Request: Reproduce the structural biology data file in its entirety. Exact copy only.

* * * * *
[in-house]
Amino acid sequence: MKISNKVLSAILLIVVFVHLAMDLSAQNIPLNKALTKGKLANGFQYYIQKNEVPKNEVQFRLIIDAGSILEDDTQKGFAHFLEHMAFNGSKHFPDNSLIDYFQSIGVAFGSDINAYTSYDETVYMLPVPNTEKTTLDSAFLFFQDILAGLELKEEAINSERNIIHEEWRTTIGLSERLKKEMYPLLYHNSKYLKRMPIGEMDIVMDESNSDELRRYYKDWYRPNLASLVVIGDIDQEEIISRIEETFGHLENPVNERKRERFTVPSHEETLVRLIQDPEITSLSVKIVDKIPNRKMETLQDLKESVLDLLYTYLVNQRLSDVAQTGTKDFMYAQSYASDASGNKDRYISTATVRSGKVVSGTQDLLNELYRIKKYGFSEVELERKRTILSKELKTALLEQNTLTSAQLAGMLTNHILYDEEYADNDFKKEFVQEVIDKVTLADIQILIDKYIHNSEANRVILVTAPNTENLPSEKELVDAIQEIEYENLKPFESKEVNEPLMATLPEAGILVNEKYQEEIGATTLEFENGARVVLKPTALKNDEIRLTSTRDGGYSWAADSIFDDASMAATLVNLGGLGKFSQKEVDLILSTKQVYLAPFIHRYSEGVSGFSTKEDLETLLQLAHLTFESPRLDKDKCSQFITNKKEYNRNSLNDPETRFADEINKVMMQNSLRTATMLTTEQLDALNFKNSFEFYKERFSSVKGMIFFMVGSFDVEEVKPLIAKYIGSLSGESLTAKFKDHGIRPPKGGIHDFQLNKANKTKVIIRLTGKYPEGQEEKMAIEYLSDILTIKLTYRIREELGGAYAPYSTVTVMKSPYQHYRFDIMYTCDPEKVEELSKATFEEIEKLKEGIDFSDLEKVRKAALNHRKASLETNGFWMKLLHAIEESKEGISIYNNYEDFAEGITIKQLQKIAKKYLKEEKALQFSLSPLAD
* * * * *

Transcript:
[in-house]
Amino acid sequence: MKISNKVLSAILLIVVFVHLAMDLSAQNIPLNKALTKGKLANGFQYYIQKNEVPKNEVQFRLIIDAGSILEDDTQKGFAHFLEHMAFNGSKHFPDNSLIDYFQSIGVAFGSDINAYTSYDETVYMLPVPNTEKTTLDSAFLFFQDILAGLELKEEAINSERNIIHEEWRTTIGLSERLKKEMYPLLYHNSKYLKRMPIGEMDIVMDESNSDELRRYYKDWYRPNLASLVVIGDIDQEEIISRIEETFGHLENPVNERKRERFTVPSHEETLVRLIQDPEITSLSVKIVDKIPNRKMETLQDLKESVLDLLYTYLVNQRLSDVAQTGTKDFMYAQSYASDASGNKDRYISTATVRSGKVVSGTQDLLNELYRIKKYGFSEVELERKRTILSKELKTALLEQNTLTSAQLAGMLTNHILYDEEYADNDFKKEFVQEVIDKVTLADIQILIDKYIHNSEANRVILVTAPNTENLPSEKELVDAIQEIEYENLKPFESKEVNEPLMATLPEAGILVNEKYQEEIGATTLEFENGARVVLKPTALKNDEIRLTSTRDGGYSWAADSIFDDASMAATLVNLGGLGKFSQKEVDLILSTKQVYLAPFIHRYSEGVSGFSTKEDLETLLQLAHLTFESPRLDKDKCSQFITNKKEYNRNSLNDPETRFADEINKVMMQNSLRTATMLTTEQLDALNFKNSFEFYKERFSSVKGMIFFMVGSFDVEEVKPLIAKYIGSLSGESLTAKFKDHGIRPPKGGIHDFQLNKANKTKVIIRLTGKYPEGQEEKMAIEYLSDILTIKLTYRIREELGGAYAPYSTVTVMKSPYQHYRFDIMYTCDPEKVEELSKATFEEIEKLKEGIDFSDLEKVRKAALNHRKASLETNGFWMKLLHAIEESKEGISIYNNYEDFAEGITIKQLQKIAKKYLKEEKALQFSLSPLAD